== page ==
10 of 11 people found the following review helpful
Wrong approach to a short introduction,
This review is from: Nietzsche: A Very Short Introduction (Very Short Introductions) (Paperback)
Having read many of the short introduction series, I was disappointed with this one. The Guardian plaudit on the back praising it as 'highly readable' is very misleading. It isn't. Not unless you're a well read scholar of classics with an incredibly strong grasp of English.
I think Tanner was the wrong person to author this introduction. Parts of it read more like a thesis than an accessible introduction. Much of the terminology was completely unnecessary and smacked more of showing off rather than providing an accessible short introduction, as was surely the publisher's objective.
Granted Nietzsche isn't readily accessible, and anyone would have their work cut out collating his works into something lucid and coherent. However, the whiff of intellectual snobbery was pungent throughout this book. Which is just rude given its target audience. Singer's treatment of Hegel in this series hit exactly the right tone so it is possible for commentators to decipher philosophers with obscure concepts. Yet in this instance, it's like our guide just couldn't be bothered.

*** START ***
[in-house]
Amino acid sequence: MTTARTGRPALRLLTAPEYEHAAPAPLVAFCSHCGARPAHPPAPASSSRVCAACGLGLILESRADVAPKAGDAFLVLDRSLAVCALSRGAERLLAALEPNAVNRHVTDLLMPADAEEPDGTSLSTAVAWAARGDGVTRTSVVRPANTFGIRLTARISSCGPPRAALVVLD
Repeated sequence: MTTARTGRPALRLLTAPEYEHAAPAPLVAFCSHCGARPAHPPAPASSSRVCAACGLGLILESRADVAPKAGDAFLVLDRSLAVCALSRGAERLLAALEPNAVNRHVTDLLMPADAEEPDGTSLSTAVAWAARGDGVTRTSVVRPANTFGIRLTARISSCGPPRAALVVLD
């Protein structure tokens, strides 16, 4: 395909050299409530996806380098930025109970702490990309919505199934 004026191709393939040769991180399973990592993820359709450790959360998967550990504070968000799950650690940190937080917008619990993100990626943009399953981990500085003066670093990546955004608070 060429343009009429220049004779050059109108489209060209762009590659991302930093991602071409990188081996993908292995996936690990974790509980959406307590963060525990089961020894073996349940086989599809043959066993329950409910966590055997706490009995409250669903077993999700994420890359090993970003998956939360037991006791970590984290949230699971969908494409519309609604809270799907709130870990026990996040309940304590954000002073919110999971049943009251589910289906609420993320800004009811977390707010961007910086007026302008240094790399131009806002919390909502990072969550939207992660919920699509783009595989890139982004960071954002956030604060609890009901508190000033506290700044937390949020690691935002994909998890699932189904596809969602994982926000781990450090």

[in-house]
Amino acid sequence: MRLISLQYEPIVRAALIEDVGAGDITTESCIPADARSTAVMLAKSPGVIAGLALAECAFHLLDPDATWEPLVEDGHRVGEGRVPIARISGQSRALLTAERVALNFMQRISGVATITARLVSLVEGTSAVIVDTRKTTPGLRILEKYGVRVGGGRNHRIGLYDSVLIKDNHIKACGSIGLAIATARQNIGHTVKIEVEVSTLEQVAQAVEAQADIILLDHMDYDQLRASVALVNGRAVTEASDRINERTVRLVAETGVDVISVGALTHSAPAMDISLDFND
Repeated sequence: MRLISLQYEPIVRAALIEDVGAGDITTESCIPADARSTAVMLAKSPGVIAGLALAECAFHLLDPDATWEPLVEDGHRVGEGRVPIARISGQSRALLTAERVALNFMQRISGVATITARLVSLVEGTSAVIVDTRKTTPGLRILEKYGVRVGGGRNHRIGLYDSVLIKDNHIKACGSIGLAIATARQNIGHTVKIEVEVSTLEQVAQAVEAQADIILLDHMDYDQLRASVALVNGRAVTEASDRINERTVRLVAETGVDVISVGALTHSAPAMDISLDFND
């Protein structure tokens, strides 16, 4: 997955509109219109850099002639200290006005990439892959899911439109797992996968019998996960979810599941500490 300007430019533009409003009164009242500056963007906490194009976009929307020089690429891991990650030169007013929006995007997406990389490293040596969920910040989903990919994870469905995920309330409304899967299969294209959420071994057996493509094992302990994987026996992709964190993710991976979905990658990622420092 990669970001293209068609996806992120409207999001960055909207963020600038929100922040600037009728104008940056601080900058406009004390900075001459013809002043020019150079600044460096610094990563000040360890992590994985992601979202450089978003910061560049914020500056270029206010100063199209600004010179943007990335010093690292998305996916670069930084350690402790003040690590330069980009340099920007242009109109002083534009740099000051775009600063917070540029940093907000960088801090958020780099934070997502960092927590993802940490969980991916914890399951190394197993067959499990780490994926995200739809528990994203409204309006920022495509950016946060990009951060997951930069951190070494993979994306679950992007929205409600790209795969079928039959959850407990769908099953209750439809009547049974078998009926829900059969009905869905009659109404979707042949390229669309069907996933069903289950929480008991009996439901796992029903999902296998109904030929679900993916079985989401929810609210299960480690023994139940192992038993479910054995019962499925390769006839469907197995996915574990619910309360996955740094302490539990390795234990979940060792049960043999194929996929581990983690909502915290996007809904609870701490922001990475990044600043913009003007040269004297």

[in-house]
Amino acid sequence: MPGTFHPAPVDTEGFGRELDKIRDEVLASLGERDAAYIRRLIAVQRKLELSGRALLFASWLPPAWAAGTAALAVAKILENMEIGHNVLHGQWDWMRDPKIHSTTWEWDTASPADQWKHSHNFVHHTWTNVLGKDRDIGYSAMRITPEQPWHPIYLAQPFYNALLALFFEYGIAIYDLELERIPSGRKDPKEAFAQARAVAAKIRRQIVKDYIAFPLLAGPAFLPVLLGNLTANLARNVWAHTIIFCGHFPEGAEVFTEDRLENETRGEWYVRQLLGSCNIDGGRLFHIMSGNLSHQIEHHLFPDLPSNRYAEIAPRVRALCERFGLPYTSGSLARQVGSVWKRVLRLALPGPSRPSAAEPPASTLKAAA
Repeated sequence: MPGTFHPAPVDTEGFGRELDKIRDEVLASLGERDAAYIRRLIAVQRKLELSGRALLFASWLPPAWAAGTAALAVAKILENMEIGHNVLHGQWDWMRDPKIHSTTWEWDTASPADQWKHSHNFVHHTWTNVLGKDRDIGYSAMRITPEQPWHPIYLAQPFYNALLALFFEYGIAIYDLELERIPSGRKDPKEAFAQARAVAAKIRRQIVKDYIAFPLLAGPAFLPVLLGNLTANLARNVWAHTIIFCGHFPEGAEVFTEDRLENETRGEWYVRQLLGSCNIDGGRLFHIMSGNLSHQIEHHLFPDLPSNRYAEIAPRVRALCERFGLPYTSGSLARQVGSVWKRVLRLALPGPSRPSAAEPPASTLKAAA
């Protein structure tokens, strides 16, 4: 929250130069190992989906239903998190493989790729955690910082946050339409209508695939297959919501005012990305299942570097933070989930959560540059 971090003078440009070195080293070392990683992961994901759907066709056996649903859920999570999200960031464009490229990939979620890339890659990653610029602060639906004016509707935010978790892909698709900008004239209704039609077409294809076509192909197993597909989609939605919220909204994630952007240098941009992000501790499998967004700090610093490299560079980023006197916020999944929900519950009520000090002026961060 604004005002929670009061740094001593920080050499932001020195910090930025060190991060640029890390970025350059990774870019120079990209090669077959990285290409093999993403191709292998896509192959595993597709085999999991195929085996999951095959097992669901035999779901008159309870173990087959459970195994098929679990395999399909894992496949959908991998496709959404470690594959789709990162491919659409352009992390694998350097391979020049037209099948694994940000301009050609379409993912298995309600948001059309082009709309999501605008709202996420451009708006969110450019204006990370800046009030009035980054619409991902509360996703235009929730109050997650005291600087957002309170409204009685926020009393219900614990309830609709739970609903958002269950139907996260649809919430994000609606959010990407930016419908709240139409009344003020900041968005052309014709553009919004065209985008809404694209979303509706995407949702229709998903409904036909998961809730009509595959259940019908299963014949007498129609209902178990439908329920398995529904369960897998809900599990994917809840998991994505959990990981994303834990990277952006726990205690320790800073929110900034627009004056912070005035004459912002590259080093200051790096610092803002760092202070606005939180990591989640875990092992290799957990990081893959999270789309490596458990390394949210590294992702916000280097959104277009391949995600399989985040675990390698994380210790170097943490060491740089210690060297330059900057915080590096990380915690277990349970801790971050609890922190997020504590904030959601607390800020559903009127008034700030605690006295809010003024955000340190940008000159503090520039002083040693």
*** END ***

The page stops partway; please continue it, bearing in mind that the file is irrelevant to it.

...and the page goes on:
Tanner obviously knows what he's talking about. No doubt. However, unless you've an MA in Philosophy (and even then you'll struggle) then maybe give this one a miss. There's better commentators who are more respectful to their audiences and who don't incessantly feel the urge to demonstrate how many big words they know.